Whilst I’ve not been quite so convinced that Stokes is as dangerous out wide as he is at full back, he played well there last Friday and caused the Scotland Club XV some real problems. He had almost a roving brief in the first half and swapped wings several times in the first half.
Sadly, tomorrow probably isn’t going to give our three quarters the opportunity to run at the opposition as much as they would like, with Blaydon likely to want to keep the game fairly tight. However, if they are given the chance and the pitch doesn’t cut up quite as much as it can do when wet, then the Coventry backs are capable of causing some real damage.
Unfortunately, Andy Brown looks to be out for the rest of the season following a bizarre work related injury. I believe he’s having an operation on his knee this morning that will see him out for six weeks or so. Disappointing as it is, at least it means that he’ll have the close season to get his fitness back – presuming of course that he is retained, or indeed wishes to be retained.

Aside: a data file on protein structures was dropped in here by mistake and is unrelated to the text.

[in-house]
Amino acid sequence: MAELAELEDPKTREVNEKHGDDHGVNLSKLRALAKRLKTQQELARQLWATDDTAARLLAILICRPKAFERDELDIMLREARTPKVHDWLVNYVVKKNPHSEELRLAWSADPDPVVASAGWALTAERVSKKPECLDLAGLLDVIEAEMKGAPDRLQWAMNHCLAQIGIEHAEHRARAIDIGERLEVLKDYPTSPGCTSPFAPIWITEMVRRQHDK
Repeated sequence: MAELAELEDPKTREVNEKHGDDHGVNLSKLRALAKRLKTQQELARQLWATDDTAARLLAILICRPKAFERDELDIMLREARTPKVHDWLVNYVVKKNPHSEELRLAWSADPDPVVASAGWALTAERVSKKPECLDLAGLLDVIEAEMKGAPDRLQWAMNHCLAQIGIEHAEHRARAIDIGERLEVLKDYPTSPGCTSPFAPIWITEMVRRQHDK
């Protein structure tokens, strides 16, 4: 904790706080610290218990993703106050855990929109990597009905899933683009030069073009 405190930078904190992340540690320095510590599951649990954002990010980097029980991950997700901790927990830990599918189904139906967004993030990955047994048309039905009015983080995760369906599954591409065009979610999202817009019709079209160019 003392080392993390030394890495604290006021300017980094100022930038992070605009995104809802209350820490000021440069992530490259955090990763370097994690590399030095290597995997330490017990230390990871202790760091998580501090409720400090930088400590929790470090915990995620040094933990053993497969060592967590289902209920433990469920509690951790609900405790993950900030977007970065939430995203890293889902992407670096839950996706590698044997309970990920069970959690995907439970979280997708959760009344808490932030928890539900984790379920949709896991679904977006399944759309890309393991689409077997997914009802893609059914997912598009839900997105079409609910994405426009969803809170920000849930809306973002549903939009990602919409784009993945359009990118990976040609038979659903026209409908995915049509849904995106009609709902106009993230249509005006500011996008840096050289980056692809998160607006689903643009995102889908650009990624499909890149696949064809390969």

But as one door temporarily closes, so another opens.
And in this case it’s young Jake Byrne who is given an opportunity again on the bench. He impressed greatly on his debut earlier in the season and although his last outing against Fylde was a little more of a challenge, he is a good prospect and will have benefitted from the game time he’s had so far this season.
It is exactly what the Development Squad was set up for – to give talented youngsters the opportunity to train with the full squad, play for local junior sides and, when ready, be drafted into the full squad. It’s a big day for Jake tomorrow and I wish him well.
The back row of Tuilagi, Harry and Dyer will really have to make their presence felt if we are to come away with the points from Crow Trees. I can’t help but think it’s going to be fairly attritional up there and the three of them will form the key bricks of the wall that Blaydon are going to have to run into to…
I’ve been impressed with Sam Harry whenever he has come in and, for me, he’s not yet had a poor game wearing a Cov shirt. Seven months ago he would have been well down the pecking order with the likes of Grace, Dyer and Bone probably the first choice back row, with both Daynes and Povoas ahead of him even then.
However, he seems to have got his head down, worked hard, impressed in a couple of games with Wasps A and done enough to become a player the coaches are happy to put into the fray when the conditions are right. Dyer is better at 6 rather than 8 and I think he’s looked back to something like his best after dropping off a little mid-season.